* At Market Street and First Avenue (across First from the Children’s Museum), Bosa Development Corporation plans 214 condos, 430 parking spaces and 13,400 square feet of commercial space. The twin-tower design is by ARC Design International.
* Just off the Market Street corridor (on the north side of J Street between Third and Fourth avenues), Prowswood Companies and property owner Bud Fisher expect to break ground this year on an assisted-living senior apartment complex. Plans call for 101 units and 110 parking spaces (the majority to be dedicated to residents of the nearby Pioneer Warehouse Lofts).

On one block in the middle of all this condo-mania is the Children’s Museum. According to City Councilman Byron Wear, a proposal has been floated to relocate the museum into the Ballpark District. He says a combined Children’s Museum and central library might be a good mixed-use project. If the Children’s Museum does move off its Market/Front Street site, look for another residential plan to spring to life.

One other residential bloc of note: Little Italy. (We’ll get to residential plans for the Ballpark District later.) The Little Italy block bounded by Kettner, India, Beech and Cedar streets contains 16 Kettner Rowhomes designed by Jonathan Segal, and a nearby project called Beech Street Lofts, by Ted Smith & Others. Barone Galasso & Associates has begun construction on 37 low- and moderate-income apartment units (designed by Quigley); Segal will develop 42 loft apartments adjacent to the Waterfront Bar (named best dive bar by San Diego Magazine, so take that under advisement).



Don’t look for new residential property in the North or South Embarcadero. The pompously named North Embarcadero Alliance Visionary Plan calls for “residential opportunities that enliven the area.” But don’t hold your breath. And don’t expect North Embarcadero development to be on the fast track. The Ballpark District and other areas will take precedence.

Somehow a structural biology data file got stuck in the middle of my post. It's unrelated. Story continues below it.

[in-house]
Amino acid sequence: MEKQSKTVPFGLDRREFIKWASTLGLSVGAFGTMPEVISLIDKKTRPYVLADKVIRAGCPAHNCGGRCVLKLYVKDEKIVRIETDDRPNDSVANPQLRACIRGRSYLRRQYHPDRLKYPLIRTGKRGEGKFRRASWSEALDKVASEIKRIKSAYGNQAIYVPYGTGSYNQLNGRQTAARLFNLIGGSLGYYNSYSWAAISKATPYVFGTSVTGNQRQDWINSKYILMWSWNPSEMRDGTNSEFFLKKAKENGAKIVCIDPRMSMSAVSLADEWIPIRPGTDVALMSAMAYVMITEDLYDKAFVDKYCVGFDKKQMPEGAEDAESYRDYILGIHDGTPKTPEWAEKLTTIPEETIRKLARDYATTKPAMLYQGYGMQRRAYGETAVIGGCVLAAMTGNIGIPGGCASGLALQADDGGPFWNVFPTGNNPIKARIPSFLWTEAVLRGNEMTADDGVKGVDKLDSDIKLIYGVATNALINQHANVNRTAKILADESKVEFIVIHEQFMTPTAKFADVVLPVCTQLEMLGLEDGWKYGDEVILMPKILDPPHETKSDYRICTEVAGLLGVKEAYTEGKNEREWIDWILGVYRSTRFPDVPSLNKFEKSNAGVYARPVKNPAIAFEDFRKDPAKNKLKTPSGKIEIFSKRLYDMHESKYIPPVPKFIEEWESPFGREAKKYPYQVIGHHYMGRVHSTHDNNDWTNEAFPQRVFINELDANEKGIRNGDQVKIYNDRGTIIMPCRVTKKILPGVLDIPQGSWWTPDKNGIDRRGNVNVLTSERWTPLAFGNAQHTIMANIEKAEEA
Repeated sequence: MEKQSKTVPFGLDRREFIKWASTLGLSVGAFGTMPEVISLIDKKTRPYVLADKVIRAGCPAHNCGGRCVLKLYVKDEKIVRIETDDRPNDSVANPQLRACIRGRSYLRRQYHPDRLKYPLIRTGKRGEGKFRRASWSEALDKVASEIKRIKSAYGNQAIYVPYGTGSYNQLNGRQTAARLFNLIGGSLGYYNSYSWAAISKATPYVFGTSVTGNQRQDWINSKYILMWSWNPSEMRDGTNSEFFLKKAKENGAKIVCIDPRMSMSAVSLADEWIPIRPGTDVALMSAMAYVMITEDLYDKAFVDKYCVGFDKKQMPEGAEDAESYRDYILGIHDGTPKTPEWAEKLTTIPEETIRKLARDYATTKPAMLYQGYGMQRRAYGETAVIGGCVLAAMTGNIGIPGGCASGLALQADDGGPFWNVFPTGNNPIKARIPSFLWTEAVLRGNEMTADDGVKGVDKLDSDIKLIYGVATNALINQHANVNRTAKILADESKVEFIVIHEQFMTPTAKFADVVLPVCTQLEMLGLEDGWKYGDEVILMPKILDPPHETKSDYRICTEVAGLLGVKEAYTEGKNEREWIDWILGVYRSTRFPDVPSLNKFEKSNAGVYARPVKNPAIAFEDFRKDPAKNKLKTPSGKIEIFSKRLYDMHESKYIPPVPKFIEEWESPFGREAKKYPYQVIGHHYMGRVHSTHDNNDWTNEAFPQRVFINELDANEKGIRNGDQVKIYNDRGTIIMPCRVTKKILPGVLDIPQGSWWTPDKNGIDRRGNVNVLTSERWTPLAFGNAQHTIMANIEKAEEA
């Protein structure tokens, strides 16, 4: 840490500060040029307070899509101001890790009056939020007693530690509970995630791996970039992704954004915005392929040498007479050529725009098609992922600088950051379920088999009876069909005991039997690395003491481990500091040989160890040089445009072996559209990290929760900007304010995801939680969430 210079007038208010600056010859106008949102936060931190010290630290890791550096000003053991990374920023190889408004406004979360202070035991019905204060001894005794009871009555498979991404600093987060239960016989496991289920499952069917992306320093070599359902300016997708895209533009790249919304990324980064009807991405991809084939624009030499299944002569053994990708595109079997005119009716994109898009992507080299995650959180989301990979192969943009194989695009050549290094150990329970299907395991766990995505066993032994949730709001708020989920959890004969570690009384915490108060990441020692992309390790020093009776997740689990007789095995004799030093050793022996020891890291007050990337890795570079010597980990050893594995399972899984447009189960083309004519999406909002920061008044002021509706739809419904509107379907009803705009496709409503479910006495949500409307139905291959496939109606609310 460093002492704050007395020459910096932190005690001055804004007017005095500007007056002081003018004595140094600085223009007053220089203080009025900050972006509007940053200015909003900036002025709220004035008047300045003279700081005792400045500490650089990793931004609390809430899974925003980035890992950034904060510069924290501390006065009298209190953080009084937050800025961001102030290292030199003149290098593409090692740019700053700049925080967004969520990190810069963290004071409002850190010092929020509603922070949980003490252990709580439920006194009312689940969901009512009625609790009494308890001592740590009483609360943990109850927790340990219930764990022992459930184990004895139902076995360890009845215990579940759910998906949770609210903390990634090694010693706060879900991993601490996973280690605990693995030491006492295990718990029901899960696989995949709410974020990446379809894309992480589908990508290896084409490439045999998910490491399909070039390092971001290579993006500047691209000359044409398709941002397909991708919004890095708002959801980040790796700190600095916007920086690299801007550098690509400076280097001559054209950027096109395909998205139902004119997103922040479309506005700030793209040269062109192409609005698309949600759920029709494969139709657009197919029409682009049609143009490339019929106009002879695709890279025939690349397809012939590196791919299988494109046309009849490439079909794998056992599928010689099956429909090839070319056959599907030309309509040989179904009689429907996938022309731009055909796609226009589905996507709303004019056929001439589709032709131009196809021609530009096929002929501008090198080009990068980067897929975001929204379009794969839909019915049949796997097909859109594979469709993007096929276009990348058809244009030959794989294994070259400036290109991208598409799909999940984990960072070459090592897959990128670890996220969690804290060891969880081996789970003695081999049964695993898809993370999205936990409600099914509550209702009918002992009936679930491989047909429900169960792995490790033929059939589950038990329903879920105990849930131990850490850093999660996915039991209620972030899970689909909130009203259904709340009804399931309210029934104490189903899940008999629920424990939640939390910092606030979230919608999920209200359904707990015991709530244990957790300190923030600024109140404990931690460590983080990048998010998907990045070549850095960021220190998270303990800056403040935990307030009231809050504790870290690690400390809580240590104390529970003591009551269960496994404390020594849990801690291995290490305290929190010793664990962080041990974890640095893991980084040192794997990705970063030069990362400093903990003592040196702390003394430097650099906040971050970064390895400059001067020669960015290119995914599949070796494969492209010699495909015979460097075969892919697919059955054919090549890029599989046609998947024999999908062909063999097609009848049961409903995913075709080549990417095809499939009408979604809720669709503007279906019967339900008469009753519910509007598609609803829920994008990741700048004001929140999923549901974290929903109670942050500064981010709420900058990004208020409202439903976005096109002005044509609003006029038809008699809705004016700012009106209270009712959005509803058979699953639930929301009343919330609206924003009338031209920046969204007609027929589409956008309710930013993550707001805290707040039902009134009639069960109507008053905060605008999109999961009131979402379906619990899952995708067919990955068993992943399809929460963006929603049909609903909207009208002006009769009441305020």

The Port of San Diego, the Navy, city and county politicians and CCDC formed an unprecedented alliance to come up with the Visionary Plan. But unresolved issues regarding North Embarcadero include acceptance of environmental impact reports and financing the construction of the public improvements. The financing package—to be shared by all five entities—totals $54 million, including streetscape, parks, a new bulkhead, new piers and enhancements to the whole area, says Councilman Wear.

Though the macroeconomics will take some time, some work on creating a “pedestrian orientation” in the area could start soon. When this area does get a major makeover, it could include:

* Emphasis on using Pacific Highway for traffic flow; greater emphasis on pedestrian traffic on Harbor Drive.
* Esplanades, promenades and plazas. There would be significant open space and room for new retail along the waterfront. Forget high-rises.
* A build-out of the Grape Street piers for boaters.
* An expansion of the floating Maritime Museum to include a land-based museum.
* Retention of Anthony’s restaurant. A plan was floated to move the venerable eatery; owners said hell no, we won’t go.
* Significant build-outs on the B Street Pier, where cruise ships now dock. Wear says the pier would get new eateries and retail and could conceivably dock three (!) cruise ships at one time.
* The Navy Pier as docking site of another floating museum. The 1,000-foot-long U.S.S. Midway would drop anchor there, much to the chagrin of the owners of the nearby Tuna Harbor–based Fish Market restaurant.

While North Embarcadero would no doubt be touted both to tourists and locals, South Embarcadero is all but conceded to tourists. The dividing line between the two Embarcaderos is Seaport Village. In accordance with an 810-room expansion of the Hyatt Regency, Allegis Development plans a $40 million expansion and makeover of the retail/restaurant-driven Seaport Village.